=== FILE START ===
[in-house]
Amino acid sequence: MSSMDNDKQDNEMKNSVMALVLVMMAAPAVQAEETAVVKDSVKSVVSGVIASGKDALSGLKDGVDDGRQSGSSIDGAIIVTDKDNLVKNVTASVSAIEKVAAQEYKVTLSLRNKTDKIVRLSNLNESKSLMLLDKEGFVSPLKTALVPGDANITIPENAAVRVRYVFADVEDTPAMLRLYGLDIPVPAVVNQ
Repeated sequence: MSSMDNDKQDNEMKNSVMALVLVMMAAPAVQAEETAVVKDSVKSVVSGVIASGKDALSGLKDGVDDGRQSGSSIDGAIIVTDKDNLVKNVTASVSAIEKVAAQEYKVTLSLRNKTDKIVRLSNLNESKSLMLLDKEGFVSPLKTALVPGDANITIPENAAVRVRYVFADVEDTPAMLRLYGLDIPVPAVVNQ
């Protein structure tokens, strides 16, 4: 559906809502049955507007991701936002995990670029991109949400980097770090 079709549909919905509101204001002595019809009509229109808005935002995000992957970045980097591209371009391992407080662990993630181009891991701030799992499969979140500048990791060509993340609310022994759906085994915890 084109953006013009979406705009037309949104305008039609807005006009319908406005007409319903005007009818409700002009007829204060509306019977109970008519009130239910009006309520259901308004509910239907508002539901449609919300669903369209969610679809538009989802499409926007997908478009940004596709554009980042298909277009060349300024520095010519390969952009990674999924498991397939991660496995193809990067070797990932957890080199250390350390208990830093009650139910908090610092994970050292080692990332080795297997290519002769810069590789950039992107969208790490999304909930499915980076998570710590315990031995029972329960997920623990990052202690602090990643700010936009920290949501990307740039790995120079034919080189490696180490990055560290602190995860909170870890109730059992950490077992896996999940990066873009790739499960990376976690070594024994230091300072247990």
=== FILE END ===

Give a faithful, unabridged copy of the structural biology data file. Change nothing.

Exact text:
[in-house]
Amino acid sequence: MSSMDNDKQDNEMKNSVMALVLVMMAAPAVQAEETAVVKDSVKSVVSGVIASGKDALSGLKDGVDDGRQSGSSIDGAIIVTDKDNLVKNVTASVSAIEKVAAQEYKVTLSLRNKTDKIVRLSNLNESKSLMLLDKEGFVSPLKTALVPGDANITIPENAAVRVRYVFADVEDTPAMLRLYGLDIPVPAVVNQ
Repeated sequence: MSSMDNDKQDNEMKNSVMALVLVMMAAPAVQAEETAVVKDSVKSVVSGVIASGKDALSGLKDGVDDGRQSGSSIDGAIIVTDKDNLVKNVTASVSAIEKVAAQEYKVTLSLRNKTDKIVRLSNLNESKSLMLLDKEGFVSPLKTALVPGDANITIPENAAVRVRYVFADVEDTPAMLRLYGLDIPVPAVVNQ
């Protein structure tokens, strides 16, 4: 559906809502049955507007991701936002995990670029991109949400980097770090 079709549909919905509101204001002595019809009509229109808005935002995000992957970045980097591209371009391992407080662990993630181009891991701030799992499969979140500048990791060509993340609310022994759906085994915890 084109953006013009979406705009037309949104305008039609807005006009319908406005007409319903005007009818409700002009007829204060509306019977109970008519009130239910009006309520259901308004509910239907508002539901449609919300669903369209969610679809538009989802499409926007997908478009940004596709554009980042298909277009060349300024520095010519390969952009990674999924498991397939991660496995193809990067070797990932957890080199250390350390208990830093009650139910908090610092994970050292080692990332080795297997290519002769810069590789950039992107969208790490999304909930499915980076998570710590315990031995029972329960997920623990990052202690602090990643700010936009920290949501990307740039790995120079034919080189490696180490990055560290602190995860909170870890109730059992950490077992896996999940990066873009790739499960990376976690070594024994230091300072247990």